Adapting to an ageing population

Beijing hasn’t quite stayed on top of the ageing issue. Pensions and healthcare remain underdeveloped and China’s pension fund is far too small: the entire social system is unready for the ageing population. There’s a shortage of facilities such as rehabilitation care for the elderly.

Whilst it’s still traditional for the elderly to be cared for in their own home and by family, internal movement of workers away from their homes means families are often remote from each other.

Not everyone has family to care for them. Even where older people have younger family to care for them the phenomenon known as ‘4-2-1’, in which one child has two parents and four grandparents to support, may mean China’s only children aren’t able to provide practical support for all their elders.

In cultures where women are expected to shoulder much of the burden of elderly care, this restricts their career options. It’s extremely likely that there will be an expansion in need for residential care and other types of support such as day centres for the elderly as well as home based care.

China’s government estimates the market for products and services related to older people is worth around 4 trillion RMB (more than $500bn). With improved healthcare and life expectancy, there are business opportunities associated with a fulfilling retirement. These include personal aids, leisure and travel.

Japan and Russia: Two different pictures

Japan is seeing similar trends to China: an ageing population, low birth rate and change in the dependency ratio (the size of the working age population relative to the non-working population).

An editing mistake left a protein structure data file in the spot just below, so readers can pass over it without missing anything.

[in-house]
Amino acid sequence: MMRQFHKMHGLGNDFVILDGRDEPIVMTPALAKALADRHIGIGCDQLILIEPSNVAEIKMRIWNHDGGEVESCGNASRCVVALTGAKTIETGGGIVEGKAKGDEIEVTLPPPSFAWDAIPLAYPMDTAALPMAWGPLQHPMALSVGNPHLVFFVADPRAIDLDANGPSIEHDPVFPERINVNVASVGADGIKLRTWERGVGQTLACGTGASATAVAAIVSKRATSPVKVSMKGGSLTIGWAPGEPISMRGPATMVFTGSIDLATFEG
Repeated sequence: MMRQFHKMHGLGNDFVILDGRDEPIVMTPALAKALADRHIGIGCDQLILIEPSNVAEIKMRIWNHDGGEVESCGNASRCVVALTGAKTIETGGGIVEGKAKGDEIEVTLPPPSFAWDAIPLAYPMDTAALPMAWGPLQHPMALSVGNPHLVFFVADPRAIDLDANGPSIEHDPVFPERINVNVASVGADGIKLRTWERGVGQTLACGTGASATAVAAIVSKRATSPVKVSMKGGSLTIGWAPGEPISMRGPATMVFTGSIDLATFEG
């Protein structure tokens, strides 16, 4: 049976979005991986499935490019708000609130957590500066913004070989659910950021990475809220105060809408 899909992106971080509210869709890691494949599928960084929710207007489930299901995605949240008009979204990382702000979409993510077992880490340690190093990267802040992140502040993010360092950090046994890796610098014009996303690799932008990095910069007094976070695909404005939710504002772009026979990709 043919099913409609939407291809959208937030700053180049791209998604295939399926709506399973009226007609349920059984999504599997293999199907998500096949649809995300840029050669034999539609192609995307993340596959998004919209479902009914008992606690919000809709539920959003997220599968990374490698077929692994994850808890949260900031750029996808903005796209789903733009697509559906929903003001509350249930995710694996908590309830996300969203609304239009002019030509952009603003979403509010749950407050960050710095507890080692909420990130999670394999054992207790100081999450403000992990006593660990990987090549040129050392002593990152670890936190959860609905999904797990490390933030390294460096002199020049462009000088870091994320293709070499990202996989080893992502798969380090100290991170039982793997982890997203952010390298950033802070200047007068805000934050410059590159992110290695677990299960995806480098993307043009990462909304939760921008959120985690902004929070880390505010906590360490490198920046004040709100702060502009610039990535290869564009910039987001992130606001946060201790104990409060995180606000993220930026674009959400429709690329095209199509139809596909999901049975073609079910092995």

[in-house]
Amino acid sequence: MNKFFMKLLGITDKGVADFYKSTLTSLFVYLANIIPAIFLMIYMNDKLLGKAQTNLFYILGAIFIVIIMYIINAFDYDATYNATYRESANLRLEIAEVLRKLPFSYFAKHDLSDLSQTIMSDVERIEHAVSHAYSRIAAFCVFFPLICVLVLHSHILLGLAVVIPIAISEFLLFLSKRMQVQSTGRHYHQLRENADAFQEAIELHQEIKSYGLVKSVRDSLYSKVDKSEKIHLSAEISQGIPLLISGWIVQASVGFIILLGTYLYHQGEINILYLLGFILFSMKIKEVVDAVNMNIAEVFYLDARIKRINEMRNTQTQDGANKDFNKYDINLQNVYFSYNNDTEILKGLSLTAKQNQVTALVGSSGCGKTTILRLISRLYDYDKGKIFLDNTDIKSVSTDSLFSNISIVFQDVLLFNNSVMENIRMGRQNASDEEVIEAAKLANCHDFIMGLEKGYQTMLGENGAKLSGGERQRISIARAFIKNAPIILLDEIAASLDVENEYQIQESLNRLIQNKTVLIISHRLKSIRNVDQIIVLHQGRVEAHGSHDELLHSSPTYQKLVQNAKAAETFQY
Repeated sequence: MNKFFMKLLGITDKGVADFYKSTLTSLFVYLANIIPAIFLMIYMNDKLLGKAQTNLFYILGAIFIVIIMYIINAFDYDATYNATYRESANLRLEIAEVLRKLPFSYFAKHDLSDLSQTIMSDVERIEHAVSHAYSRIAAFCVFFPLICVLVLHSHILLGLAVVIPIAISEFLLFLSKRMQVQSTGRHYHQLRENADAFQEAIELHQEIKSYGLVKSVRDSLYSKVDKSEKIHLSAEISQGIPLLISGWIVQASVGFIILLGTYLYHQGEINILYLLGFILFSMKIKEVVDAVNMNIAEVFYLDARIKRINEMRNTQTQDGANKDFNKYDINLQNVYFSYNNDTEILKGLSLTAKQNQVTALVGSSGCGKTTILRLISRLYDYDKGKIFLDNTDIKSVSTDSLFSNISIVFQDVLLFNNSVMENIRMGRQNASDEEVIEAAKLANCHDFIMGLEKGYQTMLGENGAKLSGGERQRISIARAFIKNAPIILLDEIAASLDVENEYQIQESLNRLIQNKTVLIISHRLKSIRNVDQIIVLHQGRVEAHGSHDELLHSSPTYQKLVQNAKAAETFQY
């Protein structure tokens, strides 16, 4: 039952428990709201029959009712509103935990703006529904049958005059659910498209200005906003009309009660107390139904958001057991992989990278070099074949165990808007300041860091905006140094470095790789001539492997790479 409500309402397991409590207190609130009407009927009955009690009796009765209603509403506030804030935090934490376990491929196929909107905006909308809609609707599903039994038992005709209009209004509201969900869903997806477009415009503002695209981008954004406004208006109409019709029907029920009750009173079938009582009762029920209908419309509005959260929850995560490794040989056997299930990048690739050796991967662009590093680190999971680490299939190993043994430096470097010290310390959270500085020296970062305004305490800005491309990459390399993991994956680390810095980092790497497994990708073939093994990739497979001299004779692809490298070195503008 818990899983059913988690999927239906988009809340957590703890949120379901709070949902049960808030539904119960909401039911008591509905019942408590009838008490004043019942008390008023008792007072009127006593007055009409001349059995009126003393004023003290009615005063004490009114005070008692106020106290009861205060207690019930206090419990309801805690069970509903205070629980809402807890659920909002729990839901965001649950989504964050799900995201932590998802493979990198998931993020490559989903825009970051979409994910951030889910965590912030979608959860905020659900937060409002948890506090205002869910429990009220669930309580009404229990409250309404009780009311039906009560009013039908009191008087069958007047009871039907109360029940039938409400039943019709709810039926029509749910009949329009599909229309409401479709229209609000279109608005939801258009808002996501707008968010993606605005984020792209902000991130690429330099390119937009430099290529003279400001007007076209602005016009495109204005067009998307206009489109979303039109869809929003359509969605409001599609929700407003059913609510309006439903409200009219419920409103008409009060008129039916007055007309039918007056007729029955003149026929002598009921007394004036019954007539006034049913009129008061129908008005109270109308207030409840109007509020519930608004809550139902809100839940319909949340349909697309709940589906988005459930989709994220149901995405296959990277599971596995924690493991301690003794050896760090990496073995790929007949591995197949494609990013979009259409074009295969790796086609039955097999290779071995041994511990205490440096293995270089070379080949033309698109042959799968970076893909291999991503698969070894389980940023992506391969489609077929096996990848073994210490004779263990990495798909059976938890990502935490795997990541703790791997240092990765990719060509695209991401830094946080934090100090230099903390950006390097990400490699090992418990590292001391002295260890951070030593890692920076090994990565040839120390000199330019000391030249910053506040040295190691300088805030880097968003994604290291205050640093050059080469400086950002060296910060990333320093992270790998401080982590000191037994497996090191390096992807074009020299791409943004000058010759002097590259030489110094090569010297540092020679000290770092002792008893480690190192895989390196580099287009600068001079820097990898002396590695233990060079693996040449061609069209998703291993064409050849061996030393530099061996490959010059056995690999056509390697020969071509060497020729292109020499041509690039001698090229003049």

Almost 50% of Japan’s population are aged over 50 and the country is facing a shortage of nurses and care workers.

In many countries these roles are filled by immigrants, helping keep costs low, but there’s real resistance to immigration in Japan. The low Japanese birth rate seems to be a self-imposed consequence of long working hours and low immigration (migrant populations often have larger families, which top up the populations of many rich countries).

With some of the longest lifespans in the world, Japan’s elderly tend to be healthy and healthcare costs are relatively low. And whilst the economy overall faces low growth, individual incomes are rising. There are other positive consequences including more living space on Japan’s crowded islands. But there are darker sides. A survey by Japan’s government found many carers really resented the person they were caring for.

Russia’s gloomy outlook

Russia’s situation is very different to Japan’s. Since the early 90’s, Russia has seen a death rate that exceeds the birth rate but the population shrinkage that resulted now seems to have been reversed. The real issue is how unhealthy the population is.

Russian life expectancy is low, alcohol and substance abuse is shockingly high and the health of teenagers – those on the cusp of entering the workforce – is poor.

Other measures, such as health of babies at birth and the sick rate of army conscripts, indicate a population in poor health.

Over the long term, the working age population is expected to decline and with 25% of men dying before the age of 55, those of working age may not be fit enough to be economically productive. Russia’s demographics and population health indicate that the country may face a long future of economic decline. However, the government is actively looking to fund new developments in order to improve public health which again may present opportunities for healthcare providers and pharmaceutical companies.